Our Response:
If the facts are correct and you have worked for your employer for more than two years, you should contact ACASto find out whether unfair dismissal has occurred.
SafeWorkers - 30-Jun-17 @ 2:31 PM
Jewels - Your Question:
I have been changed to 7-3 shift from 3-11 due to a change in the company.i am the only one affected by this change.i have been doing 3-11 shift for 3 years I told management several times I can not one of the 7-3 shifts due to another conmittment. Can they fire me

Our Response:
If your contract does not specify certain shifts, you can be asked to work any of the shifts available (within the working time regulations). If you feel you have been discriminated against, you should follow the advice on this site. Try our Discrimination Section
SafeWorkers - 30-Jun-17 @ 2:15 PM
Lainey - Your Question:
Hi ive been working for my employer since august 2016 , ive had time off due to operation on my foot and most recently due to a cyst bursting in the back of my knee., xray showed up osteoarthritis in my knee , now my employer is terminating my contract saying ive let the team down.i cant help having health problems can she do this

Our Response:
Unfortunately an employer can review an employee's position if they have above average absence levels. Until you've worked for an employer for more than two years you cannot file an unfair dismissal claim.
SafeWorkers - 27-Jun-17 @ 1:43 PM
Redmatt76 - Your Question:
I'm a support worker and the new manager has told all support workers have to do medication training those who do'nt will be fired. The training is not a part of mandatory training. Is the manager within his rights to sack people if they refuse to do the training?Its an extra 1 pound an hour for huge responsability.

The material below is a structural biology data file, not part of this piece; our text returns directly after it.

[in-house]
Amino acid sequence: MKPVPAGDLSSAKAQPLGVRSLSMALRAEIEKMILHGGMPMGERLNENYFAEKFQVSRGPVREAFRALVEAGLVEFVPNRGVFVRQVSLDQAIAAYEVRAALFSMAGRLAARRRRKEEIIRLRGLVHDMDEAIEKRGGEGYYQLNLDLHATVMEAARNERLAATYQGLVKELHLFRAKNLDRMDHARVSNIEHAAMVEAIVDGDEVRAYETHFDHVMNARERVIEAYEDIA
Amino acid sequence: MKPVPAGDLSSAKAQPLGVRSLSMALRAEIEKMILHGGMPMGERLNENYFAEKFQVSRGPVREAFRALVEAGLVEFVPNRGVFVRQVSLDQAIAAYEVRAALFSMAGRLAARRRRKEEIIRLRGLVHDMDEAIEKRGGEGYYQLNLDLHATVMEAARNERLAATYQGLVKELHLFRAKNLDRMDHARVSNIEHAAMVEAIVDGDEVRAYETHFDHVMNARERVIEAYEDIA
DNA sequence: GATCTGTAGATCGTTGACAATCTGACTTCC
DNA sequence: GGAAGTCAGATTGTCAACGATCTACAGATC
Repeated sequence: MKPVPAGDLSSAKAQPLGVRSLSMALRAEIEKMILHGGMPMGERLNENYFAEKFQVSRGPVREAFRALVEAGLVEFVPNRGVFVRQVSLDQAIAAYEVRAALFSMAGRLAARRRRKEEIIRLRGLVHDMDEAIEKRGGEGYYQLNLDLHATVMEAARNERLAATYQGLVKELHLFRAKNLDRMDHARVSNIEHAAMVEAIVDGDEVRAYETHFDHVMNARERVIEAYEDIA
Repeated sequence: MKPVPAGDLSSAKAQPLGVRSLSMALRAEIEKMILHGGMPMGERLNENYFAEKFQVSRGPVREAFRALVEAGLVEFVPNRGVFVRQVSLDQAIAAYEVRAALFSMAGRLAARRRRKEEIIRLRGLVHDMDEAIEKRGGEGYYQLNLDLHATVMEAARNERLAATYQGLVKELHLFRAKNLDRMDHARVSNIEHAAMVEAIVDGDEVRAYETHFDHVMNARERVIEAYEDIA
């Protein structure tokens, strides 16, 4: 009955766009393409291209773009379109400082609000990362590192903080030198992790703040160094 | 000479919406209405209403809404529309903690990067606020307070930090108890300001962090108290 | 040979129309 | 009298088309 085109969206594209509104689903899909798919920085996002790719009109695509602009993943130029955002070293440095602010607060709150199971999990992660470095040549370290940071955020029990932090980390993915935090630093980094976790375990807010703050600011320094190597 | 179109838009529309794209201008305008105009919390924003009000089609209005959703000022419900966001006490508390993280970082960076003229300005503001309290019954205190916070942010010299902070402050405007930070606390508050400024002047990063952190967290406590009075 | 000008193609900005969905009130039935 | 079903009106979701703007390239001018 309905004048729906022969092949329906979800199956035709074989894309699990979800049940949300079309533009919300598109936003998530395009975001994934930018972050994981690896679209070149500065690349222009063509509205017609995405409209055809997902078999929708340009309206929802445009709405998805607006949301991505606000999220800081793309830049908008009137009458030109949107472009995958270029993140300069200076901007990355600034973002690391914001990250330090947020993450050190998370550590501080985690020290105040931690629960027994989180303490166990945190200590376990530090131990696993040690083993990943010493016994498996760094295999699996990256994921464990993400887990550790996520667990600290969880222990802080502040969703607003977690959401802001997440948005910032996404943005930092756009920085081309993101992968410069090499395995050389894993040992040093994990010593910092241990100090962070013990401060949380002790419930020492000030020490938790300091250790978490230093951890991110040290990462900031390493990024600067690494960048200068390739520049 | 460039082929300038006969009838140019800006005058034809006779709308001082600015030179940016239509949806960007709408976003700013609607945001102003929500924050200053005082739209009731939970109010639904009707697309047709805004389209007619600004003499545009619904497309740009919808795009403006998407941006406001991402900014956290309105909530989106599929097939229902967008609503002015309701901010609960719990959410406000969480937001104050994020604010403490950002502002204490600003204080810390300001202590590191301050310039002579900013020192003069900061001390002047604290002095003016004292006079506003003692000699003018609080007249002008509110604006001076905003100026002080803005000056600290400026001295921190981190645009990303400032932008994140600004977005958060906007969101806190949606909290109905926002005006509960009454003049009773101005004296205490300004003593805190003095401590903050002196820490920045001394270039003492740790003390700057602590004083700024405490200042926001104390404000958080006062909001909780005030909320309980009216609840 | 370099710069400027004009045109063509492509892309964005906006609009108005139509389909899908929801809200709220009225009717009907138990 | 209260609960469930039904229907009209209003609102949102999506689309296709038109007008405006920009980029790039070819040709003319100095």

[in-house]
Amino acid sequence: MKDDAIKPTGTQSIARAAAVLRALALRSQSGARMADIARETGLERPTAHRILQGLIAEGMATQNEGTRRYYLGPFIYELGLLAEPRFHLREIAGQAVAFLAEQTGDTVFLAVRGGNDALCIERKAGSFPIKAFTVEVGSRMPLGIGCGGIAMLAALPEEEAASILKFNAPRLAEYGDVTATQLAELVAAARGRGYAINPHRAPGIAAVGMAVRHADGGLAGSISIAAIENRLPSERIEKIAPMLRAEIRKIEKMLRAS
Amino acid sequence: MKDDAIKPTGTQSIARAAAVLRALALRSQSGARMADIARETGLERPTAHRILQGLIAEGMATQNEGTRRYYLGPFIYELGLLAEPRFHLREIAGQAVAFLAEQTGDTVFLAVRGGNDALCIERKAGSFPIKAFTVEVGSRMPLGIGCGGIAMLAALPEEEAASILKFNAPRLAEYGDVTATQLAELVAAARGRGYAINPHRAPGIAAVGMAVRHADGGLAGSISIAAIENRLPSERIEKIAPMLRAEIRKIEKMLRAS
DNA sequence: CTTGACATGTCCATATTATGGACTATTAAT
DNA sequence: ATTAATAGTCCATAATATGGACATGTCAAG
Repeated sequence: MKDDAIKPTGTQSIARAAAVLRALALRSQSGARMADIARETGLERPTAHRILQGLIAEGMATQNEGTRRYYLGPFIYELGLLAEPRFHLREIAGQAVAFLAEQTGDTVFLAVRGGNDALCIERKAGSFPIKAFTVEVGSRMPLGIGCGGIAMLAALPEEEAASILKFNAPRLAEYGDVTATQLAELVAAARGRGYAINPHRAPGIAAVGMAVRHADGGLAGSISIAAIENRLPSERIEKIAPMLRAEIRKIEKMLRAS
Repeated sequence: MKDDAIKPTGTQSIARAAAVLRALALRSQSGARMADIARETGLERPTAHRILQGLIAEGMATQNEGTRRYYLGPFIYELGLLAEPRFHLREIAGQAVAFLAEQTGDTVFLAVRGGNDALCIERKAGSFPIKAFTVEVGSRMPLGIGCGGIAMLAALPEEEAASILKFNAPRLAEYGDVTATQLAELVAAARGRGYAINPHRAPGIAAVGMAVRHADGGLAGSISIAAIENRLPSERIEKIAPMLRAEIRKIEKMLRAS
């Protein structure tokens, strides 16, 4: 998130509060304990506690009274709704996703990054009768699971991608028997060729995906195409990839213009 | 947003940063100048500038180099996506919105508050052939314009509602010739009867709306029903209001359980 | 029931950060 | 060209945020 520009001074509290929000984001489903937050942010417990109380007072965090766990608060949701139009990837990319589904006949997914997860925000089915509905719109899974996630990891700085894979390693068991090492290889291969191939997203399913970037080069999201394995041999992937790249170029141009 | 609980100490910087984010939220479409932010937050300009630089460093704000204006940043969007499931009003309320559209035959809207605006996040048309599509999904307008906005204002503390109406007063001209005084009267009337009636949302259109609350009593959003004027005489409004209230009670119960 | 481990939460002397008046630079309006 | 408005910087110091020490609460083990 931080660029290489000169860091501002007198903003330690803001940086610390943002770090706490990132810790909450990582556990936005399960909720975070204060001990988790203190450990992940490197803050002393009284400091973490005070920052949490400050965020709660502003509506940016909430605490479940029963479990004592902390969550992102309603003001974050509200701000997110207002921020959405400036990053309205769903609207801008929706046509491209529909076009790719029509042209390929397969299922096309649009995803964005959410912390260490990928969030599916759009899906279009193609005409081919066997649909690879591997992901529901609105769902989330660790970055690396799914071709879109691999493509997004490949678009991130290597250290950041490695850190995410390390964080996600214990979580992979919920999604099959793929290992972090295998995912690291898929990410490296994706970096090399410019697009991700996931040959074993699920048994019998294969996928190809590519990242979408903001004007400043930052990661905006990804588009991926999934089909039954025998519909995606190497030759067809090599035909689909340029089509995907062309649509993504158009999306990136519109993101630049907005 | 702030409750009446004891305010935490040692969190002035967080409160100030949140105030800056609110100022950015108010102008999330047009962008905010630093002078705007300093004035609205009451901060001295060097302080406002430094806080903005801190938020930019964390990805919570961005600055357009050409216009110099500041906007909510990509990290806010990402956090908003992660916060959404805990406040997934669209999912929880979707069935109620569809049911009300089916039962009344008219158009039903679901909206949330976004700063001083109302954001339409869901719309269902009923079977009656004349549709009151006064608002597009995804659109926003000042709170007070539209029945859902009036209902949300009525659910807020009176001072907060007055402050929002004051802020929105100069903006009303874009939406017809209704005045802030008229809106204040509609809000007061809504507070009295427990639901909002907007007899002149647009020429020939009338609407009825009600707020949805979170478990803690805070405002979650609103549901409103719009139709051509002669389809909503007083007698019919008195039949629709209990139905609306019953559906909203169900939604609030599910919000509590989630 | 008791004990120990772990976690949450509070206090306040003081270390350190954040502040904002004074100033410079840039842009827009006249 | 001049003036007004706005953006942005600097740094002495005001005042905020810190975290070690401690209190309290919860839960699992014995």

Our Response:
This depends on your contract. If you're expected to undertake training and additional repsonsibilities as part of your contract, there isn't much you can do about this. If you have a copy of your contract it might be worth talking to ACAS or Citizens' Advice with the contract to hand.
SafeWorkers - 27-Jun-17 @ 10:20 AM
Hi ive been working for my employer since august 2016 , ive had time off due to operation on my foot and most recently due to a cyst bursting in the back of my knee ., xray showed up osteoarthritis in my knee , now my employer is terminating my contract saying ive let the team down .i cant help having health problems can she do this
Lainey - 25-Jun-17 @ 4:49 PM
I'm a support worker and the new manager has told all support workers have to do medication training those who do'nt will be fired. The training is not a part of mandatory training. Is the manager within his rights to sack people if they refuse to do the training? Its an extra 1 pound an hour for huge responsability.
Redmatt76 - 24-Jun-17 @ 9:57 AM
Colt - Your Question:
I have a 3 year old daughter who's mother rarely lets me see her since we split up. I had received a phone call informing me that I could see her that day. The problem was I would be working all day and miss my chance. It had been a week since I last saw her. I told the boss the situation and he told me that if I leave early I would be fired. I chose my family. Now I'm jobless and can't even pay my bills.

Our Response:
You need to sort out you child contact arrangements really. If your ex will not agree to regular pre-arranged contact days, then try mediation to draw up an agreement. If that doesn't work you should consider court action - stress to your ex that if you don't have a job you won't be paying as much maintenance, thatmay make her cooperate.
SafeWorkers - 20-Jun-17 @ 2:31 PM
Nate - Your Question:
Can I be fired for not doing stocktack

Our Response:
Probably if it's a task you've been asked specifically to do, or it forms part of your job role's tasks.
SafeWorkers - 20-Jun-17 @ 2:27 PM
I have a 3 year old daughter who's mother rarely lets me see her since we split up. I had received a phone call informing me that I could see her that day. The problem was I would be working all day and miss my chance. It had been a week since I last saw her. I told the boss the situation and he told me that if I leave early I would be fired. I chose my family. Now I'm jobless and can't even pay my bills.